Green-Glowing Gene Heralds a Better Research Monkey
'Transgenic' primates can pass along clues to human disease in their DNA, scientists explain
WEDNESDAY, May 27, 2009 (HealthDay News) -- Monkeys that have a gene encoding green fluorescent protein in their DNA will prove valuable in developing new ways to study human diseases, according to researchers who developed the "transgenic" line of monkeys.
The scientists used viral DNA as a way to introduce the gene for green fluorescent protein into the DNA of the common marmoset Callithrix jacchus. The gene integrated into the monkeys' DNA and was successfully passed down to their offspring. This is the first time this has been accomplished in non-human primates, the researchers note in a news release.
The study findings are published this week in the journal Nature.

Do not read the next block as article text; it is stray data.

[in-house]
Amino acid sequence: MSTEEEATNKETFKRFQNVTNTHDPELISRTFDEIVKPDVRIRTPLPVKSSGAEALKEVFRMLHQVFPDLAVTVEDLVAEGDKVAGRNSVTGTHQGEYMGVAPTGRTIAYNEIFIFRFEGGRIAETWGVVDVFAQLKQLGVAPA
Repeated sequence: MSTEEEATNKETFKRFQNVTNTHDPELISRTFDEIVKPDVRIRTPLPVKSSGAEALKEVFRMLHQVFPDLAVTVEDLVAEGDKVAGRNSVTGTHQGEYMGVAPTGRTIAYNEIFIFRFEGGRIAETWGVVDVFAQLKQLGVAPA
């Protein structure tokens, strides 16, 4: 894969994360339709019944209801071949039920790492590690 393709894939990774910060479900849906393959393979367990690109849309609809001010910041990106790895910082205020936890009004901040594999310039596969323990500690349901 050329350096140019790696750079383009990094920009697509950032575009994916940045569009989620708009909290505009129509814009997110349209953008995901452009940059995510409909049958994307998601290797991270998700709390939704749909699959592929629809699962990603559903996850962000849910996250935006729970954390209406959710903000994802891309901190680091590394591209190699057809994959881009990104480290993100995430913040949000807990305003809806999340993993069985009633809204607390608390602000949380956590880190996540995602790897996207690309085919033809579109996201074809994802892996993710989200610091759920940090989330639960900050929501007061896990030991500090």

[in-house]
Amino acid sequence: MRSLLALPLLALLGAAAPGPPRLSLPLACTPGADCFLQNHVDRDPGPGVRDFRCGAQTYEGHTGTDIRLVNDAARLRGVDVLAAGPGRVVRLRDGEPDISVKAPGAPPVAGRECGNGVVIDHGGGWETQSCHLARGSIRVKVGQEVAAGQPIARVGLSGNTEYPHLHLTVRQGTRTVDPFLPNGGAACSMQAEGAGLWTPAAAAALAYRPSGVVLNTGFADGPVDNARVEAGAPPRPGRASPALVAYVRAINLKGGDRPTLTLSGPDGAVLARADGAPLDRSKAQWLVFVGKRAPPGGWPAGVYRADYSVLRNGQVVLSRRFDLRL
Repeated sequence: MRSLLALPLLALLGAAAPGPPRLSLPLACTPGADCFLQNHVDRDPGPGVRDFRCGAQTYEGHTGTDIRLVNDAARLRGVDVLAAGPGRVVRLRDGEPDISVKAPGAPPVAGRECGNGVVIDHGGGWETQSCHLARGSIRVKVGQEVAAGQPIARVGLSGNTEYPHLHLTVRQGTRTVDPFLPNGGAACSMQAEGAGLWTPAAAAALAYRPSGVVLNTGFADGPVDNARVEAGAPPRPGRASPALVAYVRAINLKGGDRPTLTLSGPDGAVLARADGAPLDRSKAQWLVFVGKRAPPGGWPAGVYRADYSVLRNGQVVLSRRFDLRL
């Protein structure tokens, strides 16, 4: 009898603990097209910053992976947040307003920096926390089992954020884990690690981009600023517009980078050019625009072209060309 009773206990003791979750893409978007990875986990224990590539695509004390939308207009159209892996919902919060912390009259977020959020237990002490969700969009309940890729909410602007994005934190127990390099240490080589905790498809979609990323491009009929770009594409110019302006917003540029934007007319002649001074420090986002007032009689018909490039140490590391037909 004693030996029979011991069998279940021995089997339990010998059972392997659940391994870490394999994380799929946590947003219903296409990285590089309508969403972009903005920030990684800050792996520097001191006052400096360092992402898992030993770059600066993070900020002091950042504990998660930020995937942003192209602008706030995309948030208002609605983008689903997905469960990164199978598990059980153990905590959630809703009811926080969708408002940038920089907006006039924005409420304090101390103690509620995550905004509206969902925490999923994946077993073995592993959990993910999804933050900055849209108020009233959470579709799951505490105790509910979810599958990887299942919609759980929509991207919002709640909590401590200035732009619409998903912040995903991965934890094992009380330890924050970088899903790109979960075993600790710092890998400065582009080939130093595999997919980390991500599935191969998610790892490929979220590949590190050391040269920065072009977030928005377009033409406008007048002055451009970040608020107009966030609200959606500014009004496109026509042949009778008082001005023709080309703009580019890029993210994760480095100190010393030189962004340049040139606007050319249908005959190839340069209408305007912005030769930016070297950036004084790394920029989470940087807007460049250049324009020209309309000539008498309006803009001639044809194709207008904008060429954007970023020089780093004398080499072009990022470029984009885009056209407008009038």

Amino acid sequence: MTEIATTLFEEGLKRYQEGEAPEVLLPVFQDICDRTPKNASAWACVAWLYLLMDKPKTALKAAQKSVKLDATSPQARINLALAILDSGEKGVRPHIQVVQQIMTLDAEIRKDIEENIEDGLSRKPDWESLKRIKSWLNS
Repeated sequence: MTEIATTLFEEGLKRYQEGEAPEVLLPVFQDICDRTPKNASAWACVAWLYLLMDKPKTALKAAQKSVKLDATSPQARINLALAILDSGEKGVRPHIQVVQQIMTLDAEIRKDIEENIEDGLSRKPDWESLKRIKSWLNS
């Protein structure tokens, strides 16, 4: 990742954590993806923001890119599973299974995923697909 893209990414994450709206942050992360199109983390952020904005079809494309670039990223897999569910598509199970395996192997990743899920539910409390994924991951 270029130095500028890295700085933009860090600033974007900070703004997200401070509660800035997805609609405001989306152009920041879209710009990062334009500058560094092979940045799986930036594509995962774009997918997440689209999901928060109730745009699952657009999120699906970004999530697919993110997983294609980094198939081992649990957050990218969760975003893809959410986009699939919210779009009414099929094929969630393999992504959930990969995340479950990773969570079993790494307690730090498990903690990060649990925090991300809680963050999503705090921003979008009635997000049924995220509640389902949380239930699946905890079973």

Transgenic mice - which carry genetic material artificially introduced from another species -- have helped scientists achieve great advances in biomedical research, according to background information provided in the news release. However, mice are too dissimilar from humans for mouse-based results to have meaningful results for many human diseases.
On the other hand, transgenic monkeys hold great promise for the study of many kinds of human diseases, particularly neurological disorders, for which there are currently no appropriate experimental models, explained study author Erika Sasaki, of the Central Institute for Experimental Animals in Kawasaki, Japan, and colleagues.
Last year, scientists reported the first transgenic monkeys that were developed to help researchers study Huntington's disease. But in that case, the gene didn't fully integrate into the monkey's DNA and wasn't passed down to their offspring.
Biologist John W. Kimball explains transgenic animals.